When frontline parties suffer derailment
In an election year, there is an unusual uncertainty in the political space. The parties, as they are now, seem too constrained to be decisive and act in the manner of parties. Therefore, in place of careful planning and shuffling of cards to unveil priorities, in terms of choices, what we have are untidy speculations that don’t add up. You cannot tell what is going to happen. Even the best of election analysts can’t tell for sure what 2019 looks like. The parties are distressed and in disarray.
Just last week, the Social Democratic Party (SDP) offered some more explanations regarding its intentions for 2019. In the absence of serious politicking in the All Progressives Congress (APC) and Peoples Democratic Party (PDP), a resurgent SDP did make heads turn. The party has added a few prominent erstwhile members of the PDP, who had fallen out with their party after the national convention that produced Uche Secondus as national chairman. Prof. Jerry Gana and Prof. Tunde Adeniran are two such politicians whose presence now makes the SDP appear as a major player.
The SDP has been around since 2014, having been floated by former Secretary to the Government of the Federation (SGF), Chief Olu Falae. The party has a strong voice on national issues, taking a cue from the founder, but hardly a similar capacity to make strong electoral impact, at least in 2015. What was striking for the party is the strong semblance it has with the older and defunct Social Democratic Party (SDP), one of the two parties that were licensed by former military president, Ibrahim Babangida, to operate during the aborted Third Republic.
That older SDP was socialist by inclination and pro-people in disposition. The central attraction was its presidential candidate, Chief M.K.O Abiola, whose down-to-earth populism won substantial victory for the party in the 1993 presidential election, which was later annulled. That development consigned the party and its rival National Republican Convention (NRC) to the archives.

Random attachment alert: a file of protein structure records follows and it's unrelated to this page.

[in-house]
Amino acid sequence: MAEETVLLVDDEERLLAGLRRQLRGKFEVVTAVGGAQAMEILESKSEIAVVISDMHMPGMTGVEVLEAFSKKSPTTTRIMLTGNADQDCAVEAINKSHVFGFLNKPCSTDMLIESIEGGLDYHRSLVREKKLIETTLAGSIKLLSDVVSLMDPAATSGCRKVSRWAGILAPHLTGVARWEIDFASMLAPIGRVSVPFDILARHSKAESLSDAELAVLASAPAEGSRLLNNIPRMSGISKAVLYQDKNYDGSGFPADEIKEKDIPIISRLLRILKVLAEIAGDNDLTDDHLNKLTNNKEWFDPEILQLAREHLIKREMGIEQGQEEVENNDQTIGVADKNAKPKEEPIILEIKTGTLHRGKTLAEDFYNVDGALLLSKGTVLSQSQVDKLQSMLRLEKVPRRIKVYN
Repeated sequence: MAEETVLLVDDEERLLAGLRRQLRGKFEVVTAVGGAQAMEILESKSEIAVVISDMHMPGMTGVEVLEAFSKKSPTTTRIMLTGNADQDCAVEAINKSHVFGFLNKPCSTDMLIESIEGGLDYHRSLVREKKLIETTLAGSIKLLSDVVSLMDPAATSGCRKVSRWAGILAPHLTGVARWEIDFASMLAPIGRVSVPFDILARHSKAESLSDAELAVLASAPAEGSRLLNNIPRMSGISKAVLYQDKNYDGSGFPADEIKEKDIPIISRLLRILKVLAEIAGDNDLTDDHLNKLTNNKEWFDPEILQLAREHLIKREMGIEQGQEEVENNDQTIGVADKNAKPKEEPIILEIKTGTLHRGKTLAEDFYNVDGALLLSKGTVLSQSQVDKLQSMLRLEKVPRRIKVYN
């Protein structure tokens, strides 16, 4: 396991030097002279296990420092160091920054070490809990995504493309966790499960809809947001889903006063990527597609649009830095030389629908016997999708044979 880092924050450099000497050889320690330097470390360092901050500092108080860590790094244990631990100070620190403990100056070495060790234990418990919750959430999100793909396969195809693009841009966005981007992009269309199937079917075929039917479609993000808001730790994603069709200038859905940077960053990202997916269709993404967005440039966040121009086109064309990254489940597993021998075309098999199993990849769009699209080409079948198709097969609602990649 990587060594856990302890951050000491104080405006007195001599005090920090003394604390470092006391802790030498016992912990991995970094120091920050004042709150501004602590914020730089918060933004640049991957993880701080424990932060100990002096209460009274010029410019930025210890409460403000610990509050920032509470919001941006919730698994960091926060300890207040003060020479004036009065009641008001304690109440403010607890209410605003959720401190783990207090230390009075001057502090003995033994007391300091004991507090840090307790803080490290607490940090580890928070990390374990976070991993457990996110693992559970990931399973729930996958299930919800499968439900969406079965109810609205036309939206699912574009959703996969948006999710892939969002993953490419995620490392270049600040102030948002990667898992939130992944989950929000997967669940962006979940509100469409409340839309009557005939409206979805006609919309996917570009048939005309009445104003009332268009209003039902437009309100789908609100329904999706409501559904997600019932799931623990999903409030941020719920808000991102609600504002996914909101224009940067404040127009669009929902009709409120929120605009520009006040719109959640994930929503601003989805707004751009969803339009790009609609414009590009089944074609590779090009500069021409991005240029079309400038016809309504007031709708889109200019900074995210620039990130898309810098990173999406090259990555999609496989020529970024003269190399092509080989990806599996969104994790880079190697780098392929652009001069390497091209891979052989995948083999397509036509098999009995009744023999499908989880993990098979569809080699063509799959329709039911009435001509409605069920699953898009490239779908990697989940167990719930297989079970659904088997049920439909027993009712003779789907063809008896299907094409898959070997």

Now, the SDP seems to have found its way back. Perhaps, it’s in the name, which has the tendency to evoke imageries of defiance and appeal. The SDP also share similarities with the PDP, as both pretend to be socialist. A good number of members of the older PDP found their ways into the PDP during the transition programme of 1998/99, including Gana, former vice president, Atiku Abubakar and many others. The PDP was the closet anchor to where they were coming from. And now that the two prominent parties of this dispensation in disarray, the SDP again seem to offer hope to many election contenders. As far as they are concerned, any party with a good following is good enough to anchor.
Signs that the PDP was set to delete itself remarkably from the political landscape, was in the manner it constricted itself instead of expanding. At its elective convention of December 2017, the PDP had a good opportunity to revive itself after that monumental loss in 2015 election. The party needed to regenerate after the trauma of court processes in the hands of Senator Ali Modu Sheriff and other pretenders who were out to trade with its name. But that was not what happened. A new set of traders took advantage of the pussyfooting in the Southwest, where a crowd of aspirants refused to harmonise their interests and present one solid outing.
Granted that politics is more about the capacity to win and win big. But the PDP started out as a real umbrella that took onboard many persons and groups from more geopolitical zones than any other party. That was the starting point that gave the party a robust beginning, which others didn’t have. It is therefore reasonable to expect that good students and practitioners of politics do not take the umbrella’s capacity and willingness to carry all segments for granted. That was taken for granted at the last convention of the party. It was willful self-destruction for some elements in the PDP to assume that the entire Southwest could be taken for granted and the convalescing party will not suffer more damage.